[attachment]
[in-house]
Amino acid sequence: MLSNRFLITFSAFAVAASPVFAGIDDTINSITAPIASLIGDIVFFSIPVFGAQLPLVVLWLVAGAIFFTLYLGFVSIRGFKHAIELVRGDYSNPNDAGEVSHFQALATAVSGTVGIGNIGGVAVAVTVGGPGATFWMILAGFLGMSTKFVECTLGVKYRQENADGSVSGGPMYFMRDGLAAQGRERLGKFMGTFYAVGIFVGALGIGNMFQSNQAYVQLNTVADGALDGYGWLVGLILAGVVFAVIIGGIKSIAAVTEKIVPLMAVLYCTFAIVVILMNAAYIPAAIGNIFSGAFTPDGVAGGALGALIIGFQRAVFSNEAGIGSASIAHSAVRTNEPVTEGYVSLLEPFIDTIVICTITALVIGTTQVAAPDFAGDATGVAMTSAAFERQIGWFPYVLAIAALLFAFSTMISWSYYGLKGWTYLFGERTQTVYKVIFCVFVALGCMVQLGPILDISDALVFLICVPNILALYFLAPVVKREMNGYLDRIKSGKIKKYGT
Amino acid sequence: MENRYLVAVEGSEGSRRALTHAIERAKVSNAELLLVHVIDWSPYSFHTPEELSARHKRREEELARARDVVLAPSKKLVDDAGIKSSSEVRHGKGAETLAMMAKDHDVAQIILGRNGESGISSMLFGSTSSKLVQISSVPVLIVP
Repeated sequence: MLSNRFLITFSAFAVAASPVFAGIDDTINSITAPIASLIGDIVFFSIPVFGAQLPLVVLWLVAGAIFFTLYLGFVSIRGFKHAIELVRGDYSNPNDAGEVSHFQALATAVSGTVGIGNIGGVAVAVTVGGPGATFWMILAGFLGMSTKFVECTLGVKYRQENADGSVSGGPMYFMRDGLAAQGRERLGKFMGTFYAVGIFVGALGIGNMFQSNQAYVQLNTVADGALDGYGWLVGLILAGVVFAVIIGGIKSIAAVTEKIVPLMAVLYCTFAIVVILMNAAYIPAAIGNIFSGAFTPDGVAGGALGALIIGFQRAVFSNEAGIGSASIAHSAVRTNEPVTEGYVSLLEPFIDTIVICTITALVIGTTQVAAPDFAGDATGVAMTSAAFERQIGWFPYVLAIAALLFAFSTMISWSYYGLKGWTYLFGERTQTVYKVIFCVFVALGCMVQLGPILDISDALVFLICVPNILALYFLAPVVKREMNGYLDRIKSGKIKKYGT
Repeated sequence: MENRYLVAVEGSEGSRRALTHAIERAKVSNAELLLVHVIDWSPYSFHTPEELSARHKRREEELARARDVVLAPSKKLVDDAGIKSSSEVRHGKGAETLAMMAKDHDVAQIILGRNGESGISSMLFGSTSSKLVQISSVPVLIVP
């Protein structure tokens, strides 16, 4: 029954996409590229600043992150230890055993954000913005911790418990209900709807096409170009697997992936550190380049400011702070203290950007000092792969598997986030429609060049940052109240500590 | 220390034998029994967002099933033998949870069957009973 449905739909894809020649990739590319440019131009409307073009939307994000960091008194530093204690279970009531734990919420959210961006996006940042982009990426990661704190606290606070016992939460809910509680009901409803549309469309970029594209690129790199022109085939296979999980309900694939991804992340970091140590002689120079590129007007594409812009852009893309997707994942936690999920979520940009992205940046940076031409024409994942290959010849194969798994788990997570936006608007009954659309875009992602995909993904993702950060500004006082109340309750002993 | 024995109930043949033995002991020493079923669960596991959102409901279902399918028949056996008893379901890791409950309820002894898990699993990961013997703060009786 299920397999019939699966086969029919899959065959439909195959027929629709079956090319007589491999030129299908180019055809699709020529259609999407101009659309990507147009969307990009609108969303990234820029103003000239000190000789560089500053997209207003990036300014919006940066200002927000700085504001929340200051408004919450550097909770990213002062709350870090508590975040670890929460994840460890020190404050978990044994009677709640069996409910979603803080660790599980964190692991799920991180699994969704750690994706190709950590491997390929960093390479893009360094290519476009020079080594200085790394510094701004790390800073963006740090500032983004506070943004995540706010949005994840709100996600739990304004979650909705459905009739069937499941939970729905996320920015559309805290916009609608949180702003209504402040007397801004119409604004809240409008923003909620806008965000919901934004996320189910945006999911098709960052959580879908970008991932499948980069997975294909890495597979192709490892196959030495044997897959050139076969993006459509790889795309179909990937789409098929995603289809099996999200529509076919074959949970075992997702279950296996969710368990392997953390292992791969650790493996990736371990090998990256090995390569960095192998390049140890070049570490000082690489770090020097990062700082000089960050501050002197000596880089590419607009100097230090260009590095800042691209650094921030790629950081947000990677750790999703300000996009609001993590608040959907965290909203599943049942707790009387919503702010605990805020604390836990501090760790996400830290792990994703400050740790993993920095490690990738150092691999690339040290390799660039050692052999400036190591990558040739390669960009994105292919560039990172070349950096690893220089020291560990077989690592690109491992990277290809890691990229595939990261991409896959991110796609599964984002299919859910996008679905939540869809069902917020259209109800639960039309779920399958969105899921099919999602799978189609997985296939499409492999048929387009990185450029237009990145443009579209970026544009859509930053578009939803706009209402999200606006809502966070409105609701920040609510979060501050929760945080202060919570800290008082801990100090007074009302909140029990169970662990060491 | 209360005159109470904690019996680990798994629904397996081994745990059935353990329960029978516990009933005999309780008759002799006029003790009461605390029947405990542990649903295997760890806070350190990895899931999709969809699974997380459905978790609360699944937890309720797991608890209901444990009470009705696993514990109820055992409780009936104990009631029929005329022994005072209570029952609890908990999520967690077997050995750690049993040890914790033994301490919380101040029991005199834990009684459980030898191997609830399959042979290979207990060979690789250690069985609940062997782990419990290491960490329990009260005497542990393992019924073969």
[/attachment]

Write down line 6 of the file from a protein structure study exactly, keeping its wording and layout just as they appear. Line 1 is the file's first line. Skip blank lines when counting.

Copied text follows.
């Protein structure tokens, strides 16, 4: 029954996409590229600043992150230890055993954000913005911790418990209900709807096409170009697997992936550190380049400011702070203290950007000092792969598997986030429609060049940052109240500590 | 220390034998029994967002099933033998949870069957009973 449905739909894809020649990739590319440019131009409307073009939307994000960091008194530093204690279970009531734990919420959210961006996006940042982009990426990661704190606290606070016992939460809910509680009901409803549309469309970029594209690129790199022109085939296979999980309900694939991804992340970091140590002689120079590129007007594409812009852009893309997707994942936690999920979520940009992205940046940076031409024409994942290959010849194969798994788990997570936006608007009954659309875009992602995909993904993702950060500004006082109340309750002993 | 024995109930043949033995002991020493079923669960596991959102409901279902399918028949056996008893379901890791409950309820002894898990699993990961013997703060009786 299920397999019939699966086969029919899959065959439909195959027929629709079956090319007589491999030129299908180019055809699709020529259609999407101009659309990507147009969307990009609108969303990234820029103003000239000190000789560089500053997209207003990036300014919006940066200002927000700085504001929340200051408004919450550097909770990213002062709350870090508590975040670890929460994840460890020190404050978990044994009677709640069996409910979603803080660790599980964190692991799920991180699994969704750690994706190709950590491997390929960093390479893009360094290519476009020079080594200085790394510094701004790390800073963006740090500032983004506070943004995540706010949005994840709100996600739990304004979650909705459905009739069937499941939970729905996320920015559309805290916009609608949180702003209504402040007397801004119409604004809240409008923003909620806008965000919901934004996320189910945006999911098709960052959580879908970008991932499948980069997975294909890495597979192709490892196959030495044997897959050139076969993006459509790889795309179909990937789409098929995603289809099996999200529509076919074959949970075992997702279950296996969710368990392997953390292992791969650790493996990736371990090998990256090995390569960095192998390049140890070049570490000082690489770090020097990062700082000089960050501050002197000596880089590419607009100097230090260009590095800042691209650094921030790629950081947000990677750790999703300000996009609001993590608040959907965290909203599943049942707790009387919503702010605990805020604390836990501090760790996400830290792990994703400050740790993993920095490690990738150092691999690339040290390799660039050692052999400036190591990558040739390669960009994105292919560039990172070349950096690893220089020291560990077989690592690109491992990277290809890691990229595939990261991409896959991110796609599964984002299919859910996008679905939540869809069902917020259209109800639960039309779920399958969105899921099919999602799978189609997985296939499409492999048929387009990185450029237009990145443009579209970026544009859509930053578009939803706009209402999200606006809502966070409105609701920040609510979060501050929760945080202060919570800290008082801990100090007074009302909140029990169970662990060491 | 209360005159109470904690019996680990798994629904397996081994745990059935353990329960029978516990009933005999309780008759002799006029003790009461605390029947405990542990649903295997760890806070350190990895899931999709969809699974997380459905978790609360699944937890309720797991608890209901444990009470009705696993514990109820055992409780009936104990009631029929005329022994005072209570029952609890908990999520967690077997050995750690049993040890914790033994301490919380101040029991005199834990009684459980030898191997609830399959042979290979207990060979690789250690069985609940062997782990419990290491960490329990009260005497542990393992019924073969």